Sting's love for music making has not diminished. Photo: Itar-Tass

Sting a concerned citizen of the world

Sting wears his heart on his sleeve in music and activism, making him an easy target, writes Dave Bannister

During a career spanning more than three decades, Sting has achieved more than most musicians could dream of. However, he's always found himself at the wrong end of media attention. For all his early street-cred as The Police's frontman, his undoubted musical ability, celebrity friends and the many popular causes he's adopted, the singer has long been a whipping boy for the press. Only Phil Collins seems to have taken more bullets than this blond Geordie.

When Sting appeared in front of millions of television viewers a couple of years back for the BBC's flagship current affairs show , he was flayed by host Jeremy Paxman for jetting between his seven luxury homes while at the same time calling for action to be taken over global warming. While admitting he had an outsized carbon footprint, Sting said he had made a mistake to appear at what he termed an "ambush". The surprise for many, however, was that he hadn't realised the public flogging that lay in store.

From the cold war days when he sang about Russians loving their children, to his love of yoga and those marathon tantric sex sessions, Sting has been picked on for being pious, weird or even hypocritical.

It all seems slightly unfair - so how did he get this reputation?

"Because I'm very earnest by nature. If you ask me a serious question, I'll probably give you a serious answer," says Sting, who will perform in Hong Kong on December 2. "But there's a tendency for people to think that's all there is to me. I'm also quite hopeful and fun-loving on the other side."

However, the real answer has much to do with the fact that people generally don't like actors and pop stars sticking their nose into human rights or politics, whether it's Bono or John Lennon. Sting, however, has never shied away from the issues he cares about, and the barbs don't appear to put him off. Recently he lent his support to Pussy Riot, the Russian band who were locked up for daring to criticise the nation's strongman leader, Vladimir Putin.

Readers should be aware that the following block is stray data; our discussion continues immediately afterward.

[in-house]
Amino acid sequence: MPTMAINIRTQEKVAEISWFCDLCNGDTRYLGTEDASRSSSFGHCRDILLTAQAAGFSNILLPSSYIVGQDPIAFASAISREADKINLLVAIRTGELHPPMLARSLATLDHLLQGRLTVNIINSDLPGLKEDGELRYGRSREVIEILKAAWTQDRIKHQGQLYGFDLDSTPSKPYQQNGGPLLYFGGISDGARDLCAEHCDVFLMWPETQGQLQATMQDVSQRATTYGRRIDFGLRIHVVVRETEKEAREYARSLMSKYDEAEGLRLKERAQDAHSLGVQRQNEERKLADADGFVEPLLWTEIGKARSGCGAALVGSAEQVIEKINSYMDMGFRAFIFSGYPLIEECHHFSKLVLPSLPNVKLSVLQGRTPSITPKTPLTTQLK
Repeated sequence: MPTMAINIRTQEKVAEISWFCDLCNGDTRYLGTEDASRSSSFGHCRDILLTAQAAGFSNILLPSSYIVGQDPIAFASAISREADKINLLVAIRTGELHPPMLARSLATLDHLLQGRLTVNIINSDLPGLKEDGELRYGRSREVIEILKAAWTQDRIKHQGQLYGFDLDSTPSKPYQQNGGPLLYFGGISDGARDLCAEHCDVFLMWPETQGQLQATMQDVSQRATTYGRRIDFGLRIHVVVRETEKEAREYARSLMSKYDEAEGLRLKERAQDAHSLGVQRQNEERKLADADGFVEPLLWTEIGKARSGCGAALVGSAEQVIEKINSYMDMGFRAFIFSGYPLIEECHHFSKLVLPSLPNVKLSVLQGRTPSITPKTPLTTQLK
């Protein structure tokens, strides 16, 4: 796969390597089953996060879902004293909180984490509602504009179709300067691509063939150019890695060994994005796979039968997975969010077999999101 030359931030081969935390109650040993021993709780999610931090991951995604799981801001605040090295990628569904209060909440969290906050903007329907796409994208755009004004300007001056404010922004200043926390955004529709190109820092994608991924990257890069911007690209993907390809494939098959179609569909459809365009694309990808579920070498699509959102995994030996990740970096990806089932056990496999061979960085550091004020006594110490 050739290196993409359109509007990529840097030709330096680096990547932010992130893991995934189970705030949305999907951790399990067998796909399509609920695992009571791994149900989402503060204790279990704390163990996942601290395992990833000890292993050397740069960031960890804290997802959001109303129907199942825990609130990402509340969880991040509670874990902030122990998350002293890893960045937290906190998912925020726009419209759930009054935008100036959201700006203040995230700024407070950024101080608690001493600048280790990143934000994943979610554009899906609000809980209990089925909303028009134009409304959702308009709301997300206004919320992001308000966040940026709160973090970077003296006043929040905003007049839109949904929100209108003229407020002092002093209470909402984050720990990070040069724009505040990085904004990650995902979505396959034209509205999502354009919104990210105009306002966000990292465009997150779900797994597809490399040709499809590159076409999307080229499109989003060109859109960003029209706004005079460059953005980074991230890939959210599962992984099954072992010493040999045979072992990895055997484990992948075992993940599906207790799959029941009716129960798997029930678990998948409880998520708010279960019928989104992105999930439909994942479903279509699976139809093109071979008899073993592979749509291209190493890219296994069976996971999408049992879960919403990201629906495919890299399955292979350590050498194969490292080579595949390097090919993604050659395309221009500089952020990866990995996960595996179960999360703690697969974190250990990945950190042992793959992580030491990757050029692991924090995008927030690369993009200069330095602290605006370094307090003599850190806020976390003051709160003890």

"I can't speak for other musicians, but I think that as a citizen of the world, I have a responsibility to do what I can to help," he says. "That's how a community works. To me, that means giving a voice to issues that are important."

Sting may eschew the rock'n'roll excesses of Keith Richards, or the swagger of contemporary Rod Stewart, but he's always had a lighter side, from appearing at the Monty Python-led Secret Policeman's Ball to agreeing to reform The Police in 2007, two decades after a fairly unpleasant split with bandmates Stewart Copeland and Andy Summers.

Those who know the rocker intimately describe someone much more fun and dynamic than the man usually seen publicly.

Sting first found fame with the post-punk trio's string of hits, including , and . His solo career led to even more chart-topping singles and albums as he mined his jazz and classical roots with hits such as and . In so doing he conquered America, garnering 16 Grammy awards while selling more than 100 million records. Not bad for a former teacher from northeast England who started out playing jazz in clubs before Copeland spotted him.

After The Police reunion tour proved a sellout success across the world, Sting went the opposite way again, releasing an album of hymn-like songs, . He then pulled the plug on the synthesisers and produced , an album and tour that saw him rework his solo hits and The Police classics for a full orchestra. While his detractors saw it as another sign of his pompous nature, it was praised by critics and audiences alike.